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        • #5
          It seems that the easiest thing to do would be to string your nichrome wire between two points and use your variac. Start at zero and slowly ramp up a bit at a time. 300-400F is not all that hot really. Jig something quick up just to test the theory, even a couple of screws driven into a 2x4 and standing the wire up above the surface would work to test the concept. You likely won't need the wire to be glowing bright red.
          Last edited by alanganes; 04-04-2020, 05:26 PM.

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          • #6
            Sorry I misunderstood.

            What you're after still seems like it would be doable with the coiled spring like element from an old hair dryer. What I think I'd do is put the insulating qualities of thick ceramic tiles to work for you. Arrange three tiles or pieces of tiles so there's on as a base then two more (one tile split?) on top with a small gap to fit the coiled element loosely. Lay the plastic over the gap and heat the element to soften that area of the plastic.

            If you want a tighter affected area then do the same thing but work with the "V" groove with your heavier wire laid in the base of the "V". You may need to make the groove a bit deeper to get some clearance.

            I'm trying to keep these simple as you're doing good work and likely can't devote a lot of time to anything more fancy given the situation. Hope it helps. Or that one of the other posts hit the nail on the head.
            Chilliwack BC, Canada

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            • #7
              You mean like this? Built this 40 years ago when I was in College.
              Click image for larger version

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ID:	1866491Click image for larger version

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              • #8
                Yep! Not as neat and tidy perhaps given the rather rapid need for results. But yeah that's exactly the idea. Focuses the heat on the line to be bent and leaves the rest alone.
                Chilliwack BC, Canada

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                • #9
                  Is this an open source design or your design. I see there has been a call for face sheilds in my country (S Africa and the frame is a 3d printed frame. It seems a laboriously slow way to do it.I would think a strap of suitable size plastic could be cut by laser or even drilled out. Are you willing to share some more pics of what you are doing.?
                  Apologies .Please ignore my post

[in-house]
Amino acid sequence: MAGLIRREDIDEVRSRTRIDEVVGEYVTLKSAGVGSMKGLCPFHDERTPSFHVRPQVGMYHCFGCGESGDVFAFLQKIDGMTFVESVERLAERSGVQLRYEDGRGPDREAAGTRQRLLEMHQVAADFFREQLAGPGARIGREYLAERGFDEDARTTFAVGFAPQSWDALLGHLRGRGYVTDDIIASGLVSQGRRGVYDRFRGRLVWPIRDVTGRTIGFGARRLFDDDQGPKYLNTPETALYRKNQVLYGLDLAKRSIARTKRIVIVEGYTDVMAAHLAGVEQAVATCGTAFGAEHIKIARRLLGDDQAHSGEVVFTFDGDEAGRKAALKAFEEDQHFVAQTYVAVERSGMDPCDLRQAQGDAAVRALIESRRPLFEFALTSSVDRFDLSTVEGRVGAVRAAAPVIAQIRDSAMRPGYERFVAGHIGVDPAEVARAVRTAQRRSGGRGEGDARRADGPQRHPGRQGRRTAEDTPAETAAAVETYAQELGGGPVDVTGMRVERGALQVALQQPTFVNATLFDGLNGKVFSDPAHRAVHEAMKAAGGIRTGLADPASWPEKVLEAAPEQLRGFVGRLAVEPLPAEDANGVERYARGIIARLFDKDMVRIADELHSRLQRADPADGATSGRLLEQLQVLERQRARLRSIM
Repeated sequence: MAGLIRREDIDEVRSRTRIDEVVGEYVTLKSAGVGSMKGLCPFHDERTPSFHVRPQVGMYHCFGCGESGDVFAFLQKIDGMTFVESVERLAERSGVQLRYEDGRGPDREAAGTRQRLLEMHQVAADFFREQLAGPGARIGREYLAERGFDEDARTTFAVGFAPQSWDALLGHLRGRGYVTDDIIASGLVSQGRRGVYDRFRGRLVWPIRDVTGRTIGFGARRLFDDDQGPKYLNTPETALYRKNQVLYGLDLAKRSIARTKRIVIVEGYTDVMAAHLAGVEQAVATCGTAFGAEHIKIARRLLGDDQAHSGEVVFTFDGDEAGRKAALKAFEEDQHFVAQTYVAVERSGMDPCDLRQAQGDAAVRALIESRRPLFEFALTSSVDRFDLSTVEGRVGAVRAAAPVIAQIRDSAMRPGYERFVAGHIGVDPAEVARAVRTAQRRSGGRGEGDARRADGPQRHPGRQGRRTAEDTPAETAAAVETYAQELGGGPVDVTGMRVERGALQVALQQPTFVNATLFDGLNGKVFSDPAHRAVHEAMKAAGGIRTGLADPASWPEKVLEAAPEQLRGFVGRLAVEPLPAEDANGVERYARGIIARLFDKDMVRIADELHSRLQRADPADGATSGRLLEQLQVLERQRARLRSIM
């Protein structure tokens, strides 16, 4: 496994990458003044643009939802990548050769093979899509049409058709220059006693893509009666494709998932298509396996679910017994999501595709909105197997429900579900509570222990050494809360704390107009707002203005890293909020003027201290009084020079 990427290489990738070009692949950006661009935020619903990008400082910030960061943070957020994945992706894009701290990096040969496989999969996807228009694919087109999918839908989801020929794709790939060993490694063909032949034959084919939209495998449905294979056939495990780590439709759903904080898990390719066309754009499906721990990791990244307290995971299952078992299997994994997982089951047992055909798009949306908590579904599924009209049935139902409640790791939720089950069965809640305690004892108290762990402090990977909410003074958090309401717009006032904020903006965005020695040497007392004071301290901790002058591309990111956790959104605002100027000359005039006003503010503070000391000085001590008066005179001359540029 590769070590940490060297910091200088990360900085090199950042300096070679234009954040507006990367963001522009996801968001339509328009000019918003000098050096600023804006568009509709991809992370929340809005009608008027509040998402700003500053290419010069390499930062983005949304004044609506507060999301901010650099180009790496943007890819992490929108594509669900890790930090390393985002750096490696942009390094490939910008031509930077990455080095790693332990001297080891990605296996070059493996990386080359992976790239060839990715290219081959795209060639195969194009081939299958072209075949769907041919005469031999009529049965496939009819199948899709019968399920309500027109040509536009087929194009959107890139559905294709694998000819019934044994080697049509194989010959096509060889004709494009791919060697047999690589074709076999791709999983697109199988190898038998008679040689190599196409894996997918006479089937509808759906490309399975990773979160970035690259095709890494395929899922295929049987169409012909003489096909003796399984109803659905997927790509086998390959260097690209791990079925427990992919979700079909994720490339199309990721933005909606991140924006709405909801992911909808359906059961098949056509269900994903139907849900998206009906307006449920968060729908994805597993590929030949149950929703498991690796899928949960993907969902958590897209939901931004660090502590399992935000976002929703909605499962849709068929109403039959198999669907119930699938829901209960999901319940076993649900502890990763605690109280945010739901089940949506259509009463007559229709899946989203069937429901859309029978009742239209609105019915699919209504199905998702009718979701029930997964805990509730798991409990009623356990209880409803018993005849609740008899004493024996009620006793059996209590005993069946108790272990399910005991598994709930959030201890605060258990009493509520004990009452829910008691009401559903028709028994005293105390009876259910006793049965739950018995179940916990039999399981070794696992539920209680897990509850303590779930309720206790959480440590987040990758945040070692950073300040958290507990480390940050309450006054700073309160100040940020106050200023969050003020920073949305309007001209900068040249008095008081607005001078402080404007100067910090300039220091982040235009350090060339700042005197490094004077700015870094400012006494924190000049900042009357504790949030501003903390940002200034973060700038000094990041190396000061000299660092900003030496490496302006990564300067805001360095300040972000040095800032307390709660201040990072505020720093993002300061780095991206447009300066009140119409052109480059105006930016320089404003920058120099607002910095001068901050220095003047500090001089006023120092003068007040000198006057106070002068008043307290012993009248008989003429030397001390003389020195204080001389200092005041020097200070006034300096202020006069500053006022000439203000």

Last edited by plunger; 04-05-2020, 06:50 PM.

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                  • #10
                    Originally posted by plunger View Post
                    Is this an open source design or your design. I see there has been a call for face sheilds in my country (S Africa and the frame is a 3d printed frame. It seems a laboriously slow way to do it.I would think a strap of suitable size plastic could be cut by laser or even drilled out. Are you willing to share some more pics of what you are doing.?
                    Apologies .Please ignore my post
                    No problem, please feel free to ask any questions at all in the 'shield' thread I just started.

                    BCRider I did more or less exactly as you say with tiles but trying to use a heavy soldering iron as the heater. it was relatively slow. For this batch of 100 I gave up, and simply made a "sight jig" that you lay the clear plastic on and wand it on the line with the butane heat pencil. Works just fine, maybe next batch I'll work more on the nichrome device, after all I just destroyed a hair dryer for it! (was a freebie anyway)
                    Location: Jersey City NJ USA

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                    • #11
                      So I'm back messing with this. I took a 2" piece of coil from a hair dryer and it works quite nicely at 12v, pulling ~3.5A from the variac, 5 seconds for a bend in the plastic. But I'd like a simpler power supply, especially if folks like plunger want to tool up for this. I tried a dimmer, but it can't be subtle enough at that low 42 watts for 120v, it crisped the coil as I was turning it up. I have some bell transformers, but I think they're only about 20w. Any cute simple answers to powering this short piece of nichrome?
                      Location: Jersey City NJ USA

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                      • #12
                        Originally posted by gellfex View Post
                        So I'm back messing with this. I took a 2" piece of coil from a hair dryer and it works quite nicely at 12v, pulling ~3.5A from the variac, 5 seconds for a bend in the plastic. But I'd like a simpler power supply, especially if folks like plunger want to tool up for this. I tried a dimmer, but it can't be subtle enough at that low 42 watts for 120v, it crisped the coil as I was turning it up. I have some bell transformers, but I think they're only about 20w. Any cute simple answers to powering this short piece of nichrome?
                        What you want is a filament transformer. Go back 50 years and you'll find them.

                        -js
                        There are no stupid questions. But there are lots of stupid answers. This is the internet.

                        Location: SF Bay Area

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                        • #13
                          Originally posted by Jim Stewart View Post

                          What you want is a filament transformer. Go back 50 years and you'll find them.

                          -js
                          If my time machine prototype were working I'd only have to go back to January to head off this whole mess!
                          Location: Jersey City NJ USA

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                          • #14
                            We are making them with stamped out Mylar and gluing a 1” x 1” foam strip and a 1” elastic strap. No bending

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                            • #15
                              Originally posted by gellfex View Post

                              If my time machine prototype were working I'd only have to go back to January to head off this whole mess!
                              Battery charger transformer will work, or even a variac -- I've seen fosm cutting machines setup that way. All a filament transformer is, is about 6v at several amps.
                              25 miles north of Buffalo NY, USA